Continuous positive airway pressure treatment. Effects on growth hormone, insulin and glucose profiles in obstructive sleep apnea patients. (1993). Hormone and Metabolic Research, 25(7), 375-381. J Am Geriatr Soc, 2011, 59(1):82-90, “The Effect of Melatonin, Magnesium, and Zinc on Primary Insomnia in Long-term Care Facility Residents in Italy: A Double-blind, Placebo-controlled Clinical Trial”

Martínez-Ceron, E., Fernández-Navarro, I., & Garcia-Rio, F. (n.d.). Effects of continuous positive airway pressure treatment on glucose metabolism in patients with obstructive sleep apnea. Sleep Medicine Reviews.

Sleep and Biological Rhythms, 4(3):207 – 214, Published Online: 19 Sep 2006, “Evaluation of sleep architecture in practitioners of Sudarshan Kriya yoga and Vipassana meditation”


What’s the Deal with Gluten?

What’s the Deal with Gluten?

Confused about gluten? You are not alone. So many of my patients tell me that they are confused about the whole gluten “issue” and why they have been advised to (or not to) avoid it entirely.

First of all…what is gluten and why are we talking about it so much? 

Gluten is a name for proteins found in several types of grains notably wheat, rye and barley (it is found in other substances as well). You are hearing more and more about gluten because the incidences of gluten sensitivity and intolerance, whether it be celiac disease or non-celiac gluten sensitivity have been growing by leaps and bounds in the past 50 years likely due to the changes in how our wheat is cultivated. For the past 50 years of so, wheat production has changed radically so that the majority of the wheat we consume today has been cultivated and manipulated to make it resistant to fungal diseases and pests. Our American breads have an even higher gluten content that in years past and, now with GMO changes more transformation is coming. Another alarming factor is the increase in use of Roundup pesticide on most of our commercial baked goods. By the way, Roundup is not only sprayed on our seeds before planting but also often sprayed again on our baked goods to prevent spoilage and sprouting.

Celiac and Non-Celiac Gluten Sensitivity – A spectrum of sensitivity

For centuries there has been evidence of gluten intolerance in the form of celiac disease, an autoimmune disease where the consumption of gluten causes your immune system (white blood cells) to attack the lining of the small intestine. Now researchers are concluding that many individuals also suffer from non-celiac gluten sensitivity.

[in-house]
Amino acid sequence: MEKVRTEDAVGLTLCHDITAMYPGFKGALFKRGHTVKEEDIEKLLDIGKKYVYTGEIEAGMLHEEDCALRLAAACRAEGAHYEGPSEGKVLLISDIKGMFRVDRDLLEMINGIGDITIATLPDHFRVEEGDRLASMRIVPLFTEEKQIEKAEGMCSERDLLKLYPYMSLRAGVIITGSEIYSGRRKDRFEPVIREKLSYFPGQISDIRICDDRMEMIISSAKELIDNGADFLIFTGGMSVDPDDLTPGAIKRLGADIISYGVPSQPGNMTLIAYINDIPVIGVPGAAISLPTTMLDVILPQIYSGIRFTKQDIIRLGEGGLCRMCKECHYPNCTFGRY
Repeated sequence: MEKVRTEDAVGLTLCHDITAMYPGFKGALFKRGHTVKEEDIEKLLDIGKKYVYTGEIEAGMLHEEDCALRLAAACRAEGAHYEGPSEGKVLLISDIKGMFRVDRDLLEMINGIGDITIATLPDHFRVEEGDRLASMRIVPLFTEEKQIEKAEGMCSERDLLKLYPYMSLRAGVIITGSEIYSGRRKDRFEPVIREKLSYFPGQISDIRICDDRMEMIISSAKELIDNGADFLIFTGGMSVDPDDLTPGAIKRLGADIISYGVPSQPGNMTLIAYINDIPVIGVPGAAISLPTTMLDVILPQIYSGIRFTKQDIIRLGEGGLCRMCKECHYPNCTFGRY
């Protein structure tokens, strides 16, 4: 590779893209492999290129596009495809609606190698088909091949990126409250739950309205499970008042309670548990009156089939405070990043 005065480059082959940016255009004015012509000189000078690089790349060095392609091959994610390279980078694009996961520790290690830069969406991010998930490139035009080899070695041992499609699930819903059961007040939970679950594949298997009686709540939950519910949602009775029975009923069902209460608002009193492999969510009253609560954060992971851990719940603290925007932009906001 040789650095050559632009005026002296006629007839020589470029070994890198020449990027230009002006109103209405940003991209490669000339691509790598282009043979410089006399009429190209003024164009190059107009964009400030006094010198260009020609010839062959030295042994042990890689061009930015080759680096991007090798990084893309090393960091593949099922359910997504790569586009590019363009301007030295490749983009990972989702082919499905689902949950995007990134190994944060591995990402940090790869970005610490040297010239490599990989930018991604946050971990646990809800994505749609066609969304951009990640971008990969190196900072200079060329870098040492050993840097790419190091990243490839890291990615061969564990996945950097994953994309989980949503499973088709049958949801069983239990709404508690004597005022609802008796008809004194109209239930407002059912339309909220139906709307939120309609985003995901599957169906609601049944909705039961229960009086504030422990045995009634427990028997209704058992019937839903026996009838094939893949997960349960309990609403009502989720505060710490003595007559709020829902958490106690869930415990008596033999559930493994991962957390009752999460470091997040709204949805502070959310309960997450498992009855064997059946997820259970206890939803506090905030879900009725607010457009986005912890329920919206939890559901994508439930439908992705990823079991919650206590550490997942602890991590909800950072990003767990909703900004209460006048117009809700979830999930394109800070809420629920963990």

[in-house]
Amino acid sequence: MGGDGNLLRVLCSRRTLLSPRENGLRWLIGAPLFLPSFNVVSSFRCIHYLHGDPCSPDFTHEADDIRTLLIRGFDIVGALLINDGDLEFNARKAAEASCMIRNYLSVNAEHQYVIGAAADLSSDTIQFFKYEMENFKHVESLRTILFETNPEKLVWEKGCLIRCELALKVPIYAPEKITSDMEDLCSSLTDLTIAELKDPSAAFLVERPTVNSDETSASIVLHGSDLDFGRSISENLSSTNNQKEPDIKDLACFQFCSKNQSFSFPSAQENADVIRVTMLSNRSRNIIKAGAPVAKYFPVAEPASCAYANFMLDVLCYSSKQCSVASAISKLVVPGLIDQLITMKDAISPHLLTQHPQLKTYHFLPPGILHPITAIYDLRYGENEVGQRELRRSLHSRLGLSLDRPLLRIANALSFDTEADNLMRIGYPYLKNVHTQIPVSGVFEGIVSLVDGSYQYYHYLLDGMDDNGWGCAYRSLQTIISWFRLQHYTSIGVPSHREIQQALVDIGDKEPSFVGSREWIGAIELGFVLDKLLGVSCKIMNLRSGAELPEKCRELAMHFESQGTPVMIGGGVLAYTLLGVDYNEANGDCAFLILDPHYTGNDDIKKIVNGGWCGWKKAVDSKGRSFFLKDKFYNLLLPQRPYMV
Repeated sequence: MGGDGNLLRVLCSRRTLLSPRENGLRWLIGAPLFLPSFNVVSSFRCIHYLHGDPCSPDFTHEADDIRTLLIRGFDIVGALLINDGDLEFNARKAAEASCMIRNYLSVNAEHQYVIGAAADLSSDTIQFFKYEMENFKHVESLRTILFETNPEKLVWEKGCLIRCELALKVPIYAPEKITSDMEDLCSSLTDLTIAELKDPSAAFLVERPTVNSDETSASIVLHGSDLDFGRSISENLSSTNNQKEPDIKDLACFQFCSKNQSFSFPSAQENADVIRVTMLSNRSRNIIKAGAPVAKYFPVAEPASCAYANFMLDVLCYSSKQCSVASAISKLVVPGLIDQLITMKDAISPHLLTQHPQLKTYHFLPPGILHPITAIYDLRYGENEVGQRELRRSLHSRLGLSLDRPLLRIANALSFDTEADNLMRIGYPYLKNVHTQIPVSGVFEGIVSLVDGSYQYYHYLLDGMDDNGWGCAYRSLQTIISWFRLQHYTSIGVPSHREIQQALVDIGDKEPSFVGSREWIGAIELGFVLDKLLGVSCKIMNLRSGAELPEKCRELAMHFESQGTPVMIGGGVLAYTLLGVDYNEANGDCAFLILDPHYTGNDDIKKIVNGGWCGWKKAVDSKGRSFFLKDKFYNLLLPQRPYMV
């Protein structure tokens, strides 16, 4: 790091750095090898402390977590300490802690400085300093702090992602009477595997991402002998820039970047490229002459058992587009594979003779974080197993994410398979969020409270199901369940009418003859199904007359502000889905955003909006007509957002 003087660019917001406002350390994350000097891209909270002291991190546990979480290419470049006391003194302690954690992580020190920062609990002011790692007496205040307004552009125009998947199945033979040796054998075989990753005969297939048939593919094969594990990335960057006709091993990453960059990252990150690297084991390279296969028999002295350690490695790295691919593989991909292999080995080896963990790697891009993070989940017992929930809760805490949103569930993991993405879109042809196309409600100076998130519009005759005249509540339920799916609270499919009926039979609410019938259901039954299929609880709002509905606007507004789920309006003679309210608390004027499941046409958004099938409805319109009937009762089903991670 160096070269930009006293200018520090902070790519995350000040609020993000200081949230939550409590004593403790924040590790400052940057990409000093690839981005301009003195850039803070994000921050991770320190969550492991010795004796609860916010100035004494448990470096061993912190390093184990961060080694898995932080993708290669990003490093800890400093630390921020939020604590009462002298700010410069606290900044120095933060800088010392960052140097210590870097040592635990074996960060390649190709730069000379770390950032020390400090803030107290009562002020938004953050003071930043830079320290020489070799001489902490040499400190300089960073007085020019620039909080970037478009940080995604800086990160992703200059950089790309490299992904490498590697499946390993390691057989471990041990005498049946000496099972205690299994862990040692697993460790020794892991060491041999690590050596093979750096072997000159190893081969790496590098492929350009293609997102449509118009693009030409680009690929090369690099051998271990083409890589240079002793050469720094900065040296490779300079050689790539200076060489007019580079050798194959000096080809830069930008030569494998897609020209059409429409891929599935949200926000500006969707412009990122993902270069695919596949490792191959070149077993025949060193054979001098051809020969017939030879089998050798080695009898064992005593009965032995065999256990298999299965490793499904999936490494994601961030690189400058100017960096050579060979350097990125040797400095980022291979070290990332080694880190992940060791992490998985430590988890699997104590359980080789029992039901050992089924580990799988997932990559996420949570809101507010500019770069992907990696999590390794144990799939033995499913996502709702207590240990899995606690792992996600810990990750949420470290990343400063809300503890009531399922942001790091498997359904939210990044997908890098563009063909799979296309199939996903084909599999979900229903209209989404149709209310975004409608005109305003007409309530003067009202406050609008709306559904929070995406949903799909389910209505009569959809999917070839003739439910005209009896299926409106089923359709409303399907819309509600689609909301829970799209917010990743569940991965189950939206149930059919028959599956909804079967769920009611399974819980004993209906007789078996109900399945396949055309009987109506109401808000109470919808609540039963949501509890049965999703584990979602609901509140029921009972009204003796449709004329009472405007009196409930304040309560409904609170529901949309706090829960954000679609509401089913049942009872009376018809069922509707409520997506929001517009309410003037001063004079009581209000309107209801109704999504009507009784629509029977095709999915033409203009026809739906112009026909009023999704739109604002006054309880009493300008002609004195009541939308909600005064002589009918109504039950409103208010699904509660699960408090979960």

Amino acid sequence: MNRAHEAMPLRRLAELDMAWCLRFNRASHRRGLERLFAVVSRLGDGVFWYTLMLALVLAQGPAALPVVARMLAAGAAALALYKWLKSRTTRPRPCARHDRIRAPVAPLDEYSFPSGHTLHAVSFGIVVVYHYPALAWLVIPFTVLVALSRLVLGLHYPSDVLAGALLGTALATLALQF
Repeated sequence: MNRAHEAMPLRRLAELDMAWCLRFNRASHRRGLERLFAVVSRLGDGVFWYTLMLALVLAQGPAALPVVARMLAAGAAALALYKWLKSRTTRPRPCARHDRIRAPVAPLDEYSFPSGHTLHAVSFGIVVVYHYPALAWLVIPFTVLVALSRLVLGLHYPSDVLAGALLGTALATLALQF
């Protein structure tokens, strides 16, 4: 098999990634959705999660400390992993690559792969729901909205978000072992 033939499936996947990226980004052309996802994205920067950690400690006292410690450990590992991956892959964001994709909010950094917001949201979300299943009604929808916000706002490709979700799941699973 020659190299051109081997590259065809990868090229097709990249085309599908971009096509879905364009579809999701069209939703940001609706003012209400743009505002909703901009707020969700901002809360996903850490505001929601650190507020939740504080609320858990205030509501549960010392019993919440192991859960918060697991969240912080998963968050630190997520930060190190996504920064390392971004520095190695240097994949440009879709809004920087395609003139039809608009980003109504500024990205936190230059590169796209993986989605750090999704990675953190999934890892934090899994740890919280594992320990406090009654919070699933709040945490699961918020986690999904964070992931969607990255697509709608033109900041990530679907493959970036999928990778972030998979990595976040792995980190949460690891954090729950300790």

In a landmark study on gluten sensitivity, celiac researcher Alessio Fasano, MD and his team at University of Maryland Center for Celiac Research concluded that there is a distinct condition of gluten sensitivity that is not celiac disease. He further concluded that many who are sensitive to gluten will not develop celiac.

What are the dangers?

Celiac disease is a very serious illness with potentially devastating consequences for those who are untreated. Gone unchecked, it can lead to heart disease or cancer. But, even for those who are not celiac but who experience gut inflammation as a result of consuming gluten (non-celiac gluten sensitivity) there are long-term health risks. The New England Journal of Medicine lists multiple diseases connected gluten consumption for intolerant individuals including many gastrointestinal issues such as diarrhea, constipation, skin conditions, anemia, autoimmune disease such as Rheumatoid arthritis and autoimmune thyroid disease as well as depression, anxiety and migraines. Even more severe associations like cancer, heart disease, Down’s syndrome, Addison’s disease, miscarriage, infertility, Diabetes Type 1 and schizophrenia are noted. All in all, the NEJM lists 55 diseases associated with eating gluten. Please note, there are many causes for these diseases and issues and gluten may not be one of them.